I think I made a mistake trying to be founder and co-founder of two companies at the same time.

Company A is my main company, built around my personal brand, and I'm the sole owner. Its the one I'm most passionate about. I'm currently (trying) to focus on growing this company, building out the team, etc. Company B is a startup that I joined as co-founder earlier this year (I'm 1 of 3 equal partners). I thought I could manage it as a side-venture, but now, 8 months into it, I'm finding myself more and more stressed about it. Partly because my co-founders and I don't see eye-to-eye on many things. But mostly I'm finding Company B to be a distraction as I'm trying to focus on growing my Company A. My dilemma: Company B is *not* a failure. If it was, I'd just quit and move on. But it's actually doing quite well, adding paying customers each week and growing quickly. I also get tons of great feedback about it. From the outside, it looks like a winner, but behind closed doors, I'm stressed because of the reasons stated above. I don't foresee a future where Company B would ever merge with my Company A. They are separate entities. Company A is where I see my longterm vision. My only vision for Company B is my exit, just a question of exit now (no return) or exit later (some kind of return, but with a cost) Would you quit Company B, despite it's early success? Can you share a similar experience? Lessons learned?


Go with the company you're most passionate about and you'll make a living or more.

I wouldn't do B just because you think there's some pot of gold at the end of the rainbow. Your health and sanity isn't worth that trek, especially if you having some else you love.

Answered 9 years ago

Quite a predicament. I have actually experienced a similar situation. To fully answer your questions I would need to know more about each business, such as the revenue each entity is generating, and what your role is in each.

If you're profitable, and can afford to hire a replacement for yourself, and act as a consultant and/or split your time for company A, you may be able to spend more time with B. The other trouble you are describing is non alignment of partners. This is potentially a bigger problem in the long run, especially once you generate some success. If fundamentally you disagree with both, and can't align with one to vote your position, then you should probably leave B, no matter what. The stress level will only increase as time goes on, especially once real money is involved.

I have been fortunate enough to have alignment with my two partners. Not to say there aren't any grey hairs from the epic battles, or that no one got hurt in the late night bun fights.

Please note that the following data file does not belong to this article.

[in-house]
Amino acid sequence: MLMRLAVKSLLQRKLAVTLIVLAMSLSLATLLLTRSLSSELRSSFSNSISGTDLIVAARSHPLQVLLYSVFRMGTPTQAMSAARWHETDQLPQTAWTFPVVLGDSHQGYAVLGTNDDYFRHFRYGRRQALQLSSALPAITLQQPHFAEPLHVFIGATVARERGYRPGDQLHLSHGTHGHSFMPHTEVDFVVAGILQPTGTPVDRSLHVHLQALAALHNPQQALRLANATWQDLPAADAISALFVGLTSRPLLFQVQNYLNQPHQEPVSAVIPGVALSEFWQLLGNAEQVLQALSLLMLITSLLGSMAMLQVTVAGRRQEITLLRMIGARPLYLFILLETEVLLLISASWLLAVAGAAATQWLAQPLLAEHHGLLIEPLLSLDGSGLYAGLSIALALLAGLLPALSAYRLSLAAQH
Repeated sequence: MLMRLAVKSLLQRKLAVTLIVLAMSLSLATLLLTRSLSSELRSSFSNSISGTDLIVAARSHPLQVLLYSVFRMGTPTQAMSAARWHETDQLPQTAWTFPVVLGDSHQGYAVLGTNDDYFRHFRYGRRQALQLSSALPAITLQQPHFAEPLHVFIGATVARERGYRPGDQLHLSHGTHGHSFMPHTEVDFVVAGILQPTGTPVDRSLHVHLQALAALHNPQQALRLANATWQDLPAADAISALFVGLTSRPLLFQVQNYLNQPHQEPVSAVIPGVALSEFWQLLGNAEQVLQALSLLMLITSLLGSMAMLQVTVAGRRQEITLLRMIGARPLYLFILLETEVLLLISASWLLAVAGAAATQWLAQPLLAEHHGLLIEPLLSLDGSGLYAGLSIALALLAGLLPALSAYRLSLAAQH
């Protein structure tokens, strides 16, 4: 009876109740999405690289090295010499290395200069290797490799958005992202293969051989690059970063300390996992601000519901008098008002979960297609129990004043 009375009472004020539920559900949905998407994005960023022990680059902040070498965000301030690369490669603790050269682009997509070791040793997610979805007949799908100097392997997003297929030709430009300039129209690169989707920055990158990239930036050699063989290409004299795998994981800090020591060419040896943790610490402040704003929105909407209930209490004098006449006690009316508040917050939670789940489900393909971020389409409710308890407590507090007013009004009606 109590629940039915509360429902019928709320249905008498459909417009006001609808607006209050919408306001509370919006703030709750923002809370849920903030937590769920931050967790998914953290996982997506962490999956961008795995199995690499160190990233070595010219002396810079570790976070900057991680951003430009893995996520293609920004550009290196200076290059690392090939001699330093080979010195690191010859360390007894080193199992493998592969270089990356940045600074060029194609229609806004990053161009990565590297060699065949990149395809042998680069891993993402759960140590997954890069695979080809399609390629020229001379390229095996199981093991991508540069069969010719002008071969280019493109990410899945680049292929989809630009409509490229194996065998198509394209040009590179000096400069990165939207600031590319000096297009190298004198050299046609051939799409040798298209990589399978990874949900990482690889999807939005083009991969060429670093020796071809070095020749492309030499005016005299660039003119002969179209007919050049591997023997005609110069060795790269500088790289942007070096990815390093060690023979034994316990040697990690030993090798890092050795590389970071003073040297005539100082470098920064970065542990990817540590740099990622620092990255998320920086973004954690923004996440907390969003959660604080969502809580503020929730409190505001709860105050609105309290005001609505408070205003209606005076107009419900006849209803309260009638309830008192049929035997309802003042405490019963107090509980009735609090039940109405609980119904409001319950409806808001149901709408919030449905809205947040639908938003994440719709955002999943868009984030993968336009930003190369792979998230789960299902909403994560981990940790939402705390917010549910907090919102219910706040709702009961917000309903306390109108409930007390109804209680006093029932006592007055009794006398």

Answered 9 years ago

Hey, you've phrased the question in such a way that suggests that you already know the answer. You're just looking for some confirmation.

The right answer is to withdraw from company B gracefully.

The good news is that you have a clear vision about your commitment to company A and that company B is doing well so withdrawing may have minimal negative impact.

It may be a good time to plot through how to manage that graceful exit. You may even find that it generates goodwill with your co-founders in Company B.

What you're experiencing is pretty typical. The process of focus involves a fair amount of defocusing -- we just don't talk about it much.

I've been through the growing pains of three startups, in each case gradually withdrawing from one to pick up the next. Let me know if there's anything I can do to help. Cheers!

Answered 9 years ago

Presume you have equity in B, but did you invest capital? If you don't see eye to eye the other partners will be just as happy to have you take a back seat role. Keep your equity or lessen it and take a cut of deals you bring to the table but let them run the day to day.

Answered 9 years ago

Sometimes you have to walk away from one and focus on the other to really appreciate and recharge the thought process for Company B.

Real life scenario is Twitter and Square....Jack Dorsey was part of the Twitter Team and then left to focus on Square and start really building it while Twitter seem to lose momentum only for Jack to return and now is CEO of both companies spending 50% of his time each day on each company.

Twitter just announced IPO and I am sure Square will not be far behind in the next 12-24 mos.

Answered 9 years ago

You have provided a lot more information about company B than you have for A. All I know at this point is that you are passionate about A, it's your baby and you have no partners to deal with.
I would like to dig deeper into the source of your stress in company B since it would appear to be doing better than A ( Just a guess because you have not spoken to the profitability or success of A)
Working in a partnership means that your ideas and suggestions will be challenged and your vision may not always be supported. It requires you to develop the skills of influence and humility; Influence to get the cooperation of others for your vision and humility to follow where others have the better idea. If you are all strong visionaries, it's going to be a hard balance to achieve, but one that is well worth it especially where your business is a winner.
Again, I have more questions for you than answers at this point l, especially since I don't have the full picture; but if my guesses are right, there might be more to be accomplished with A AND B than you might think my friend.

Answered 8 years ago

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